With our own news again dominated this morning by MPs doing and sayings things they shouldn’t be, once again Barack Obama is able to remind us that politics at its best is always the pursuit of noble causes. 

As if he does not have enough riding on his back, President Obama’s success or failure in office will have implications for politics around the world.

Few leaders come to power with the global goodwill and the energy of hope that propelled him into the White House. As in life, so in politics, the higher the expectations, the greater the disappointment if they are not fully met. It is therefore in the interests of democratic politics everywhere that he succeeds, sufficient to win again. One term will not be enough to deliver all the change he promised. But the healthcare reform bill is a start.

To British people raised on the NHS, one of the most popular ‘brands’ known to man, the bitterness of the US healthcare debate seems odd, even a bit scary, certainly a reminder that whatever binds our countries together, there remain very big differences too.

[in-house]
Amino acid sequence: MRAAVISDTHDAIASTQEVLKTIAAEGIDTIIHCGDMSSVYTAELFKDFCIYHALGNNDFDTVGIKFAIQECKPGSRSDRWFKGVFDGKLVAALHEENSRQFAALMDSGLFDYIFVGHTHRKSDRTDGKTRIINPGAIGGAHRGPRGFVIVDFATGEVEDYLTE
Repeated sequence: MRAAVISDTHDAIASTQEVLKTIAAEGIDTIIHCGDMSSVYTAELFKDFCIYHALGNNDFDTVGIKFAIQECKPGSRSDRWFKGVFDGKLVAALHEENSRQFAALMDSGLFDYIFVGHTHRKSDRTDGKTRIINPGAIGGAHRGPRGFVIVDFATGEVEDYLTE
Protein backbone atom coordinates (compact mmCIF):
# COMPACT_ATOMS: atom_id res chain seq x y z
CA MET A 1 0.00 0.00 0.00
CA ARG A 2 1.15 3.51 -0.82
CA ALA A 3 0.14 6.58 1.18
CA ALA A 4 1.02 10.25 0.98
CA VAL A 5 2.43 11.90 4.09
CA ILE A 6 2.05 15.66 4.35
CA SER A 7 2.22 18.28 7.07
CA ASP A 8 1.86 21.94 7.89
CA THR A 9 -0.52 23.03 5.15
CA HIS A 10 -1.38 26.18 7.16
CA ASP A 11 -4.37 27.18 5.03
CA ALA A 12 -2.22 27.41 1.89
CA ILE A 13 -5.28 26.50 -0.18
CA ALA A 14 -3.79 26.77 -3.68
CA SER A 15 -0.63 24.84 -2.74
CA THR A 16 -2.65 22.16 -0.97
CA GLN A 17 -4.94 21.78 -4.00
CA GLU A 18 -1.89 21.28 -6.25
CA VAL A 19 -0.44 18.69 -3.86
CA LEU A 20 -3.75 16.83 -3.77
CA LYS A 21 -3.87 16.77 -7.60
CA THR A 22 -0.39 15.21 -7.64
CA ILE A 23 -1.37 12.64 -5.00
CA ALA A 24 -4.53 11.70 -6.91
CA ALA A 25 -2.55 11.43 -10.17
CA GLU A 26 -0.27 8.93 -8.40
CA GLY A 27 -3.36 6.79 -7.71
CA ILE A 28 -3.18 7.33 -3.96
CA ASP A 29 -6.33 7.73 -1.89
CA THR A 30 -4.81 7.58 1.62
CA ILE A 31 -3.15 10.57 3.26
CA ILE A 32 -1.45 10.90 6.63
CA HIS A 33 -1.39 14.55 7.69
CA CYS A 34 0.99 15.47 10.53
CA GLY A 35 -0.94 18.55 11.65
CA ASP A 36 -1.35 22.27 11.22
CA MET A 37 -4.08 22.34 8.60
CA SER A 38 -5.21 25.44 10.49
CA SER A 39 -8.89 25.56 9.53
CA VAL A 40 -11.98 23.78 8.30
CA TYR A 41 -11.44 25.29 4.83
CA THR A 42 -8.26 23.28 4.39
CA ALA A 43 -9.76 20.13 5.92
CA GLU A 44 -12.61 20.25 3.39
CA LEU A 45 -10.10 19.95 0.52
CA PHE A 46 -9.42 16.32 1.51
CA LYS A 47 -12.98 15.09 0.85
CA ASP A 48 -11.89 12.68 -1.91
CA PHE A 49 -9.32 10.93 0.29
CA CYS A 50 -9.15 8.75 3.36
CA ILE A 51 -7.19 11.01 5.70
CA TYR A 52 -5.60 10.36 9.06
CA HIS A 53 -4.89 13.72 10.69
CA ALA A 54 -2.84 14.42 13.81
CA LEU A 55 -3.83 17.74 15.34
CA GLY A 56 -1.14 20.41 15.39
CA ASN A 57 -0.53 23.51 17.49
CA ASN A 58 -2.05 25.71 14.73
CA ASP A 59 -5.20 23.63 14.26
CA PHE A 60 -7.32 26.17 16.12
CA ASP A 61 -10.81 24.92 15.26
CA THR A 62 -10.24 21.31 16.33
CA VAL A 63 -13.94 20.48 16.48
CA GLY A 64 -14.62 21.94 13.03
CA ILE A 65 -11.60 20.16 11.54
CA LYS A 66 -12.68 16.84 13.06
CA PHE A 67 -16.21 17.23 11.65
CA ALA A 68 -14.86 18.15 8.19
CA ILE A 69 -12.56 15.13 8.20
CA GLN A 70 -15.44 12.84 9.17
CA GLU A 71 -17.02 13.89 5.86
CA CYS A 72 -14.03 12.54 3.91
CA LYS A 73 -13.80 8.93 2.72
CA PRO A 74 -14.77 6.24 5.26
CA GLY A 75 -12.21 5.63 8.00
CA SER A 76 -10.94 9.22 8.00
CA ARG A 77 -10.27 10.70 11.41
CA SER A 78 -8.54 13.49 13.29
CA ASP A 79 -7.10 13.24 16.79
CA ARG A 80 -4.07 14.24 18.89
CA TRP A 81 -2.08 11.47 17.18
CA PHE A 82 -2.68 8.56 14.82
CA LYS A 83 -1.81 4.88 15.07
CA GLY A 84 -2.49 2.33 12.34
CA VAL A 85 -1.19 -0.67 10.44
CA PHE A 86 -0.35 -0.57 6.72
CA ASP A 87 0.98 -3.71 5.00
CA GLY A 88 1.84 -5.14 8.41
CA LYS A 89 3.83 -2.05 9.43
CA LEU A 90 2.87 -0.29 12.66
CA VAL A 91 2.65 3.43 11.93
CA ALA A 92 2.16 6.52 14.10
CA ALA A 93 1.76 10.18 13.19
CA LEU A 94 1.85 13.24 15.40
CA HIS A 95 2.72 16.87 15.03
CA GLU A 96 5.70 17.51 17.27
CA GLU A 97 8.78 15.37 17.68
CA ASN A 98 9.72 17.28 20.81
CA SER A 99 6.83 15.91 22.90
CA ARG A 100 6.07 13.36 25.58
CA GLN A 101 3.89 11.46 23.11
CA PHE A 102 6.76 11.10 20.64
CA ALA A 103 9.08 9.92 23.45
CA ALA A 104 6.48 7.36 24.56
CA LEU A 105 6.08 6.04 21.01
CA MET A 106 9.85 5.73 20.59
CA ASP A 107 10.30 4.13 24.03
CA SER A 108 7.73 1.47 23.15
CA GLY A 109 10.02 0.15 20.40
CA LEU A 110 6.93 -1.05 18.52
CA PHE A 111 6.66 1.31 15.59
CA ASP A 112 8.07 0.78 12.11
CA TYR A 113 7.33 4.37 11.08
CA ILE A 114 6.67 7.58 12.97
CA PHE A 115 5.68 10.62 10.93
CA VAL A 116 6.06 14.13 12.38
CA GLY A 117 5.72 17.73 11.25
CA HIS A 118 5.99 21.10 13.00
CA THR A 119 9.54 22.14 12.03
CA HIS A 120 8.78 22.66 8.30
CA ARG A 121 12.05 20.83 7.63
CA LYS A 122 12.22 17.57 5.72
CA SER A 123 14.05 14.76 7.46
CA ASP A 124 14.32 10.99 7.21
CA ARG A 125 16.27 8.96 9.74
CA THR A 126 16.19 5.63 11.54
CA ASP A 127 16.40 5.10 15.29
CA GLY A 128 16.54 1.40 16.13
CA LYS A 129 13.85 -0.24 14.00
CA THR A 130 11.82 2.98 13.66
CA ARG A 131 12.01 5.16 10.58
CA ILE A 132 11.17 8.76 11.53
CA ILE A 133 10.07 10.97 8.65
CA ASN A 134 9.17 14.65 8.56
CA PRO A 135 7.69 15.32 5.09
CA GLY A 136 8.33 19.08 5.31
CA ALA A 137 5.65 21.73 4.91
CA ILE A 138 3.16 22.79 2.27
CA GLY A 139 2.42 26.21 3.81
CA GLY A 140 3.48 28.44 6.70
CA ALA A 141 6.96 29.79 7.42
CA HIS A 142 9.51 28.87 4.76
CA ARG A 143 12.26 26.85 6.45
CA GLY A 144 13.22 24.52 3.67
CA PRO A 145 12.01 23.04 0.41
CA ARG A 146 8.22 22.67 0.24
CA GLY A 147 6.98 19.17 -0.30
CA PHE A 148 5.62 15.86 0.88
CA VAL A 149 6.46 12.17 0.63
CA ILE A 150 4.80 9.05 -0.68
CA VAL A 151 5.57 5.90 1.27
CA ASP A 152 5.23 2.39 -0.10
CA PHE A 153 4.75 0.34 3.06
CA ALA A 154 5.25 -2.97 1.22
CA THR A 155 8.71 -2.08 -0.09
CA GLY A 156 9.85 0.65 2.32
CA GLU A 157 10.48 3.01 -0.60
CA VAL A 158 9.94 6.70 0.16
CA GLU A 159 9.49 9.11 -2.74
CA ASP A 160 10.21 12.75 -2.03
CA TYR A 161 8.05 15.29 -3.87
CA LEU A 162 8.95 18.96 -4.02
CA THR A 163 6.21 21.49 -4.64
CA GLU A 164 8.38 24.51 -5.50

So as he signs the reforms into law today, nobody should underestimate the scale of change he has brought about with this bill, even if it does not do everything he set out to do before the poetry of his campaign was turned into the prose of government. (copyright Mario Cuomo).

But the real political significance may be in what it said about Obama’s political character … he just kept going.

Some of the disappointment there has been in some quarters about Obama stems from the fact that he appeared in government to be less strategic, less decisive, less of a leader than he had been on the campaign trail.

But his dogged determination on health, and the political and communications skills he showed along the way, have brought that original version of Obama back to the fore.

That now bodes well for some of the other huge challenges he has set himself, whether climate change, reform of Wall Street, peace in the Middle East.

Just as his Presidency has been energised by this victory, so of course have his opponents who now think they have an even bigger stick with which to beat the Democrats in the mid-term elections.

There may even be a negative impact upon his party’s vote as a result. The good news is that he will just keep going, knowing that over time a good argument can beat even the rabble-rousing of the US Right, whatever the noise and the setbacks along the way.

* Buy The Blair Years here and raise cash for Labour http://www.alastaircampbell.org/bookshop.php.